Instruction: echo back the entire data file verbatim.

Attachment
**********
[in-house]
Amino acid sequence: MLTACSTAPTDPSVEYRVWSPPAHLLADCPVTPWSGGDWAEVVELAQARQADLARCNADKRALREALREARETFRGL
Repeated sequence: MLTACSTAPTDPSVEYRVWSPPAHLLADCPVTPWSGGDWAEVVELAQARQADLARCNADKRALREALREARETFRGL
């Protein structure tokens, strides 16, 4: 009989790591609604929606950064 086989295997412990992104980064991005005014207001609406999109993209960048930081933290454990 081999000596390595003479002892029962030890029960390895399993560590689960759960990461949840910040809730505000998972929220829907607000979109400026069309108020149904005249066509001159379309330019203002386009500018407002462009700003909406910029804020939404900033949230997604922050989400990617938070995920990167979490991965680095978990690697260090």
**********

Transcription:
[in-house]
Amino acid sequence: MLTACSTAPTDPSVEYRVWSPPAHLLADCPVTPWSGGDWAEVVELAQARQADLARCNADKRALREALREARETFRGL
Repeated sequence: MLTACSTAPTDPSVEYRVWSPPAHLLADCPVTPWSGGDWAEVVELAQARQADLARCNADKRALREALREARETFRGL
């Protein structure tokens, strides 16, 4: 009989790591609604929606950064 086989295997412990992104980064991005005014207001609406999109993209960048930081933290454990 081999000596390595003479002892029962030890029960390895399993560590689960759960990461949840910040809730505000998972929220829907607000979109400026069309108020149904005249066509001159379309330019203002386009500018407002462009700003909406910029804020939404900033949230997604922050989400990617938070995920990167979490991965680095978990690697260090």